Carroll and co-counsel Edward Nuttall hired a prominent gun expert and police trainer to testify that Torres’s shooting was “objectively reasonable” under the circumstances. Judge Smith said he could not testify to that conclusion, but he reserved judgment on what testimony the expert, Emanuel Kapelsohn, could offer until the evidence was presented.
But Torres’s plea Monday made that decision moot. Instead, Smith will review a report written by a state probation and parole officer, detailing Torres’s life and prior record [he has none] before deciding whether to impose a 12-month sentence.
Morrogh urged the judge to accept the deal “primarily because Maura Harrington does not want to testify and most importantly she does not want her daughter to testify.” Morrogh said Torres’s lawyers subpoenaed the couple’s 19-year-old daughter Haylea to testify about Geer’s prior behavior, and the prosecutor said later that a dead victim’s prior bad acts are admissible, even if they are not connected. Morrogh said Geer had “a drinking problem,” and that his blood-alcohol level was 0.13 at his autopsy.
“Given the tortured history of the case,” Morrogh said afterward, “how Maura and her family were sidelined for a couple of years, and how they were treated, I just couldn’t bring myself to cross them” by insisting on a trial.
Harrington clarified Monday that she was willing to testify, though nervous about it, and that Haylea was more reluctantly willing. “I was willing to go through this but I would rather Haylea not have to,” Harrington said. “I would get emotional but I would get pretty mad if they went into John’s past.”
“It’s a guaranteed felony conviction,” Harrington decided, “and just knowing the statistics of how many police officers have been convicted, it wouldn’t have been guaranteed going to trial. Northern Virginia is notorious for more people thinking the cops can do no wrong….I’m conflicted about the amount of jail time, it does leave a bitter taste in my mouth, but it was a guaranteed conviction.”
The deal came together quickly on Sunday, Morrogh said. He had visited with Geer’s parents and spoken with Harrington last week, but the defense had sought a plea deal for eight months in jail, while Morrogh wanted a year. Then on Sunday, Morrogh said the defense offered to take a year in jail. Geer’s parents were not pleased, but Harrington was satisfied, Morrogh said.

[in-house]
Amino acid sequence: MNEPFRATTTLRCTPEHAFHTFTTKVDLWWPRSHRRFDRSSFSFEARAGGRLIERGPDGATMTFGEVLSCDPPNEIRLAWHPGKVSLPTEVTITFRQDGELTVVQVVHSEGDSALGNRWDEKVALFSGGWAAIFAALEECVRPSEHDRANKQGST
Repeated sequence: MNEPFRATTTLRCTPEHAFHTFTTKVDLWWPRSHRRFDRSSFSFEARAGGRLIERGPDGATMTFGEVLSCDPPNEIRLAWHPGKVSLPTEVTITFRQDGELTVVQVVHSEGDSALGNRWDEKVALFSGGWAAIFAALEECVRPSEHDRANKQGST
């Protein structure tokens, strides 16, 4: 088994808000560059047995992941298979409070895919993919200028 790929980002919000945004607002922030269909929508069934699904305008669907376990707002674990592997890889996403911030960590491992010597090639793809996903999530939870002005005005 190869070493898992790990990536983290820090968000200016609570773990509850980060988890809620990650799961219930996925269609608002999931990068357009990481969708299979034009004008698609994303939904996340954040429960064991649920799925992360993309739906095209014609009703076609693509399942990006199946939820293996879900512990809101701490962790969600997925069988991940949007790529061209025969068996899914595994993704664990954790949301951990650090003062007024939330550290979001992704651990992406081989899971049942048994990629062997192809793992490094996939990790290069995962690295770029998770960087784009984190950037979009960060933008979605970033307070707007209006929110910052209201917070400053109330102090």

“I weighed it all,” Morrogh said. “This is my decision and I stand by it.”
Carroll said after the hearing, “It was a difficult personal decision for him [Torres]. He’s main concern was that he was responsible for the loss of the Geer girls’ father.”
Geer’s daughters, Haylea and Morgan, now 15, were concerned about the damage to Torres’s children, their mother said. The daughters released a statement Monday through their attorney, Michael Lieberman. They said that, “It would be easier to give in to our personal feelings and cry out for Torres to be further punished…there can be no doubt that we are entitled to use this trial as an outlet for our pain, to express our fury that our father was taken from us. However, we are called and reminded by that pain to avoid inflicting the same upon other children just to satisfy our emotions. It is rare that the easy choice is the right choice, and while we’ve lost our father, we must strive for both justice and mercy. Where Torres failed to show prudence and mercy, we will show him and his family both.”
Fairfax police Chief Roessler issued a statement Monday afternoon expressing his sympathies to the Geer family and adding, “the men and women of the Fairfax County Police Department have fully cooperated with all authorities during this investigation.” This turned some heads, because both the Justice Department and Morrogh said in 2014 that the case had stalled because the police had “withheld materials,” one Justice official wrote.
Harrington responded, “It’s interesting how somebody can rewrite the past like that, to their favor.”
Earlier Monday, prior to Roessler’s statement, Morrogh said of the police refusal to cooperate on the Torres internal files, “I’ve never seen anyone act like that in a position of trust, withholding information. It really hurt all the people involved. It was dead wrong. I hope it never happens again.”
Roessler clarified on Monday evening that he was referring to the investigation by his homicide detectives and the truthful testimony by the other officers, not to the dispute over the Torres internal affairs files. “The men and women told the absolute truth,” Roessler said, “there’s over 11,000 pages which show that. There’s no blue wall of silence. That’s what I want the community to know. There was legal advice given [on the internal affairs files], I’ve put processes in place to deal with that. Like Ray said, we never want this to happen again.”